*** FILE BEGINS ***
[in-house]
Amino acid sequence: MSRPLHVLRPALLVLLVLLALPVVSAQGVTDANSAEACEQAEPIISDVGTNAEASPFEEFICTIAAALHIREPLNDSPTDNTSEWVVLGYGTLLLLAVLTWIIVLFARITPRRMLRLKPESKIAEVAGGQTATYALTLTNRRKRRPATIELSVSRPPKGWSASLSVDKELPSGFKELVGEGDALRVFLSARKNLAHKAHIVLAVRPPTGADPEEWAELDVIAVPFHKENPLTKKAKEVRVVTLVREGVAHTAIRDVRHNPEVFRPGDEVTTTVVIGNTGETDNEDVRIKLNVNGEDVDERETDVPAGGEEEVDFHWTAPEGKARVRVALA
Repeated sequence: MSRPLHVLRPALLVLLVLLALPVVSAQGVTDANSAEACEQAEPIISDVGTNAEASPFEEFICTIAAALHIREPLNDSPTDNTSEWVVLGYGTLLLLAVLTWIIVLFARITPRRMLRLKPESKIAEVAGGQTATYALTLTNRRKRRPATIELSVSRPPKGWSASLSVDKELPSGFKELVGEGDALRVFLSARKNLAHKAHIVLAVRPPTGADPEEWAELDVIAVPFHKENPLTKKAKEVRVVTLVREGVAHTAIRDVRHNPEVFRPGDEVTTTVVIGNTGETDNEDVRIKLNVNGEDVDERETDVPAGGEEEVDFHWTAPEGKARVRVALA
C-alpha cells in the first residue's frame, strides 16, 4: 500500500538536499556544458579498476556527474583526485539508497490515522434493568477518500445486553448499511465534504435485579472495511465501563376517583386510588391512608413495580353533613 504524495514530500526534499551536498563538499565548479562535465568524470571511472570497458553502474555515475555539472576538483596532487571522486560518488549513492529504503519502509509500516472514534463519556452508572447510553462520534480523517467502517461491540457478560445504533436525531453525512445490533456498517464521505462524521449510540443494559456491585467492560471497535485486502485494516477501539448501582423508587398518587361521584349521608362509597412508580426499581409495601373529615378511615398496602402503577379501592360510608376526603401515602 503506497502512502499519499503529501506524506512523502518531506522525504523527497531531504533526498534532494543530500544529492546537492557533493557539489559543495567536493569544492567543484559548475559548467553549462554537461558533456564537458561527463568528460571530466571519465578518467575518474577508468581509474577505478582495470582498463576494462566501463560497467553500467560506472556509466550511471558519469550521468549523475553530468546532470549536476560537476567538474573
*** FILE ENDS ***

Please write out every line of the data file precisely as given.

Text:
[in-house]
Amino acid sequence: MSRPLHVLRPALLVLLVLLALPVVSAQGVTDANSAEACEQAEPIISDVGTNAEASPFEEFICTIAAALHIREPLNDSPTDNTSEWVVLGYGTLLLLAVLTWIIVLFARITPRRMLRLKPESKIAEVAGGQTATYALTLTNRRKRRPATIELSVSRPPKGWSASLSVDKELPSGFKELVGEGDALRVFLSARKNLAHKAHIVLAVRPPTGADPEEWAELDVIAVPFHKENPLTKKAKEVRVVTLVREGVAHTAIRDVRHNPEVFRPGDEVTTTVVIGNTGETDNEDVRIKLNVNGEDVDERETDVPAGGEEEVDFHWTAPEGKARVRVALA
Repeated sequence: MSRPLHVLRPALLVLLVLLALPVVSAQGVTDANSAEACEQAEPIISDVGTNAEASPFEEFICTIAAALHIREPLNDSPTDNTSEWVVLGYGTLLLLAVLTWIIVLFARITPRRMLRLKPESKIAEVAGGQTATYALTLTNRRKRRPATIELSVSRPPKGWSASLSVDKELPSGFKELVGEGDALRVFLSARKNLAHKAHIVLAVRPPTGADPEEWAELDVIAVPFHKENPLTKKAKEVRVVTLVREGVAHTAIRDVRHNPEVFRPGDEVTTTVVIGNTGETDNEDVRIKLNVNGEDVDERETDVPAGGEEEVDFHWTAPEGKARVRVALA
C-alpha cells in the first residue's frame, strides 16, 4: 500500500538536499556544458579498476556527474583526485539508497490515522434493568477518500445486553448499511465534504435485579472495511465501563376517583386510588391512608413495580353533613 504524495514530500526534499551536498563538499565548479562535465568524470571511472570497458553502474555515475555539472576538483596532487571522486560518488549513492529504503519502509509500516472514534463519556452508572447510553462520534480523517467502517461491540457478560445504533436525531453525512445490533456498517464521505462524521449510540443494559456491585467492560471497535485486502485494516477501539448501582423508587398518587361521584349521608362509597412508580426499581409495601373529615378511615398496602402503577379501592360510608376526603401515602 503506497502512502499519499503529501506524506512523502518531506522525504523527497531531504533526498534532494543530500544529492546537492557533493557539489559543495567536493569544492567543484559548475559548467553549462554537461558533456564537458561527463568528460571530466571519465578518467575518474577508468581509474577505478582495470582498463576494462566501463560497467553500467560506472556509466550511471558519469550521468549523475553530468546532470549536476560537476567538474573